You might know some details that I don't know, but I am beginning to suspect that either there was some digital relighting and grading, the some of the city elements where added, or something else. Take a look at those scenes, and pay attention to the floor, what do you think?
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#10 Justin W. King

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Posted 18 September 2012 - 08:35 PM

Disregard the last post.

At first I thought all of it was a practical location, but there are some shots that look like some large lights are in play based on the floor. They might have used a smaller light for the closeup though.

You can see that ther is one shadow from a wall in the first shot where the elevator door opens. Also I look at the shot of her walking down the hallway with the city on one side and the wall on the other. I am starting to wonder whether it might be a digital city scape. I can't figure out how you could get that type of soft light pattern from a city scape, and the light on the floor seems to be coming from a soft light.

You might know some details that I don't know, but I am beginning to suspect that either there was some digital relighting and grading, the some of the city elements where added, or something else. Based in the scene it was done on location, but I have used 12k hmi's on some of the films I've worked on. I don't think it was that large, but it seems like the light for some of the scenes was some distance away. Take a look at the floor, what do you think?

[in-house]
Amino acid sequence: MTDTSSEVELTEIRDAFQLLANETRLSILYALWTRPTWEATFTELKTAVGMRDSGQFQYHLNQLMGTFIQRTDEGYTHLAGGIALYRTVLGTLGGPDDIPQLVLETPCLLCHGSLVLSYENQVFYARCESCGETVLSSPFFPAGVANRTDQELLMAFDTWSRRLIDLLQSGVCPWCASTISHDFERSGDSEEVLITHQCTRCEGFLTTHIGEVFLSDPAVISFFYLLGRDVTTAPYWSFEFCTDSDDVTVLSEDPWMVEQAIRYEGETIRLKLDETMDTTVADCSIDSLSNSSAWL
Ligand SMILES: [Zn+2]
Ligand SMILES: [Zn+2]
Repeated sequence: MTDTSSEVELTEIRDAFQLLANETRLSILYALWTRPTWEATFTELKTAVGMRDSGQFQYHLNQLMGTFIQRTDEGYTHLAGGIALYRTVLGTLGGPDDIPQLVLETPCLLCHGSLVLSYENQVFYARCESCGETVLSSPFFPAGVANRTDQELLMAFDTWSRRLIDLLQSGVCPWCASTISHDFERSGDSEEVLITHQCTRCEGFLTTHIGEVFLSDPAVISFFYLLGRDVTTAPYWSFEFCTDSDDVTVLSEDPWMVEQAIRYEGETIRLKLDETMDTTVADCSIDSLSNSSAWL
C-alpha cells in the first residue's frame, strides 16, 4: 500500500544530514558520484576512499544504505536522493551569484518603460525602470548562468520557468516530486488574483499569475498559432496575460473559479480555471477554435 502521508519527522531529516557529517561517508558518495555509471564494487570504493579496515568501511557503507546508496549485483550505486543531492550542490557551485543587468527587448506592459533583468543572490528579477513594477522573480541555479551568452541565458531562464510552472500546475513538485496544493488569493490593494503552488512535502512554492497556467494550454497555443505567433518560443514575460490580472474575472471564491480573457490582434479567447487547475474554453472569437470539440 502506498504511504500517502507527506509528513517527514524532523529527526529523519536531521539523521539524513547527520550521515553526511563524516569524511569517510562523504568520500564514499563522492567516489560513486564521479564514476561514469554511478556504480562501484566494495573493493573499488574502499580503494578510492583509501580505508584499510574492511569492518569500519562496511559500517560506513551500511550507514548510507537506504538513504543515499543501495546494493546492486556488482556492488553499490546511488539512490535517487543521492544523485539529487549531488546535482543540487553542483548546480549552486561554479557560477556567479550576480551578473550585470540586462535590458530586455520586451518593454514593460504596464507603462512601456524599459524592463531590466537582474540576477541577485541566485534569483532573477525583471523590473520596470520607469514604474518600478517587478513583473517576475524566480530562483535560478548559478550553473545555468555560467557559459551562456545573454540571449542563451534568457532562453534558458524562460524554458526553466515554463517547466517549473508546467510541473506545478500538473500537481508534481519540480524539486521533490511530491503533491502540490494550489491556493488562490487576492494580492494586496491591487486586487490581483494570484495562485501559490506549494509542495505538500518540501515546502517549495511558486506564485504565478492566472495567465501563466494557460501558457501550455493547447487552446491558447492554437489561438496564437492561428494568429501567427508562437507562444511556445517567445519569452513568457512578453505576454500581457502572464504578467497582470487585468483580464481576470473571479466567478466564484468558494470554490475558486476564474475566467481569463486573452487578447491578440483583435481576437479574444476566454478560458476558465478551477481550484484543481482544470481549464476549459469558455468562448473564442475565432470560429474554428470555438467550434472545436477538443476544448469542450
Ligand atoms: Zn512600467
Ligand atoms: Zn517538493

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#11 Stuart Brereton

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Posted 18 September 2012 - 09:36 PM

The house in question is very large, and of a unique design. I believe that there are many architectural elements to the house which are permanently lit. Also the shape of the house is very unusual, which facilitates lighting through windows which appear to have nothing but a sheer drop beneath them.

Apparently this commercial is part of a short film for Gucci which will be released soon. Perhaps there will be some more clues as to how it was lit in the long form version.
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#12 rsellars

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Posted 23 September 2012 - 07:53 PM

Guys, I'm late entering this discussion, so my answer will probably not help Phil with his original post. But as an academic exercise, here is my theory. I believe that all of the interior night time shots were photographed on a constructed set. The exception being the first two shots (filmed at twilight) in what I believe is a practical house. Once the model heads for the elevator and enters the elevator, she is in an artificial set environment with an "interactive translight backdrop serving as the city lights. I'm basing my opinion on observation of the set and lighting as well as logical deductions based on large budget commercial protocol. Big budget commercials want to control the whole look (set design, lighting, etc.) as much as possible - and they are willing to pay for it. They want lots of flexibility and as few surprises as possible. It would be too risky and difficult to schedule a shoot like this in a practical location. First, you can't control the weather outside - even in LA. Marine layer fog, clouds, or smog could ruin the background view on any given night. Why fight changing weather and light values when a set offers complete control over lighting placement and levels for balance. It's so much easier to get a perfect balance between the foreground set and the translight. The latest generation of translights have very realistic techniques for creating light movement and flickering by using LED's, sequencers, etc. It is also possible that a greenscreen was used behind the elevator set and the background was a live plate or CG background that was composited with the foreground. Either way, I'm convinced the elevator is a set.